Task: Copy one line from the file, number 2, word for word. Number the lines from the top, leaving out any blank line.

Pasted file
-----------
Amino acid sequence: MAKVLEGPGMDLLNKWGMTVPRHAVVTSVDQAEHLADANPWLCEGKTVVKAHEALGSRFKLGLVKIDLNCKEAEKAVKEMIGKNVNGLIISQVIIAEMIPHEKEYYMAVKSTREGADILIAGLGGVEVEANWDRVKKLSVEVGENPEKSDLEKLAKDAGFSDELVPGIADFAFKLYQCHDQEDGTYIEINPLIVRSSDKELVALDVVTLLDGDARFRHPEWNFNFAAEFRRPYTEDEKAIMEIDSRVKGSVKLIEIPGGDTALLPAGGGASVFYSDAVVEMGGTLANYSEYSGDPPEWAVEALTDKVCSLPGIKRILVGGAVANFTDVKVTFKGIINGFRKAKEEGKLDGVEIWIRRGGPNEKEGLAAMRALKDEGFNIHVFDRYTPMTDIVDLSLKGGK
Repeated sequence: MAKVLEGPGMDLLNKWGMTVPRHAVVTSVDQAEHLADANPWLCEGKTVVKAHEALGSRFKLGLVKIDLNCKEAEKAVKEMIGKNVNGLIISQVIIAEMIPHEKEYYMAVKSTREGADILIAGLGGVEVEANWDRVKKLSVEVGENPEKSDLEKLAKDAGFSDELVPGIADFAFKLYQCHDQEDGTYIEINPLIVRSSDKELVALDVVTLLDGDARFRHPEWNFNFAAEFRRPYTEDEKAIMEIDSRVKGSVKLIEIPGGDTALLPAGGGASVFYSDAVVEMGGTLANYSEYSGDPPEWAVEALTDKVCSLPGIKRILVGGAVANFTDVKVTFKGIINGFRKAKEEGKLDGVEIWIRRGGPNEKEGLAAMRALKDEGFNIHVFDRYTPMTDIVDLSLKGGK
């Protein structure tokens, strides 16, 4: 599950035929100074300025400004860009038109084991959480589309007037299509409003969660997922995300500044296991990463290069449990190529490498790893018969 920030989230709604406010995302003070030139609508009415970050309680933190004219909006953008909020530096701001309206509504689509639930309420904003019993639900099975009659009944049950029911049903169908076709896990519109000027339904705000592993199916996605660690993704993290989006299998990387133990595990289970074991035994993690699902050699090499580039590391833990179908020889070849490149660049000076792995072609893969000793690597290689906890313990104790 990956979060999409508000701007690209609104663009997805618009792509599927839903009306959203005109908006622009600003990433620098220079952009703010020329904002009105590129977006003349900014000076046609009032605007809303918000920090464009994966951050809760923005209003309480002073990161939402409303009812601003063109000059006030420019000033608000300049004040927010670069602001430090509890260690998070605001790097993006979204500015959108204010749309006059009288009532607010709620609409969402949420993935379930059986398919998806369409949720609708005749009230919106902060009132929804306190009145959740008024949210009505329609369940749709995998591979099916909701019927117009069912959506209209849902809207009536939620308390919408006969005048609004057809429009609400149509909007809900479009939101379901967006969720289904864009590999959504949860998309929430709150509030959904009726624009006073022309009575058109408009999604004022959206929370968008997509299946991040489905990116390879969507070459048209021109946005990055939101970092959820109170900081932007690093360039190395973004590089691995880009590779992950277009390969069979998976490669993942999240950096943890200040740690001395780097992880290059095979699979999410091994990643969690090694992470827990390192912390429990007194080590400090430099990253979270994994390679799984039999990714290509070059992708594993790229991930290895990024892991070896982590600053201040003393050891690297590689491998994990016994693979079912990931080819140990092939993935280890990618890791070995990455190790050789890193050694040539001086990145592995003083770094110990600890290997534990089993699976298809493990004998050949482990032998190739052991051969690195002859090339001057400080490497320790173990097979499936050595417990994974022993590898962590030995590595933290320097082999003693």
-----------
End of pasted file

Repeated sequence: MAKVLEGPGMDLLNKWGMTVPRHAVVTSVDQAEHLADANPWLCEGKTVVKAHEALGSRFKLGLVKIDLNCKEAEKAVKEMIGKNVNGLIISQVIIAEMIPHEKEYYMAVKSTREGADILIAGLGGVEVEANWDRVKKLSVEVGENPEKSDLEKLAKDAGFSDELVPGIADFAFKLYQCHDQEDGTYIEINPLIVRSSDKELVALDVVTLLDGDARFRHPEWNFNFAAEFRRPYTEDEKAIMEIDSRVKGSVKLIEIPGGDTALLPAGGGASVFYSDAVVEMGGTLANYSEYSGDPPEWAVEALTDKVCSLPGIKRILVGGAVANFTDVKVTFKGIINGFRKAKEEGKLDGVEIWIRRGGPNEKEGLAAMRALKDEGFNIHVFDRYTPMTDIVDLSLKGGK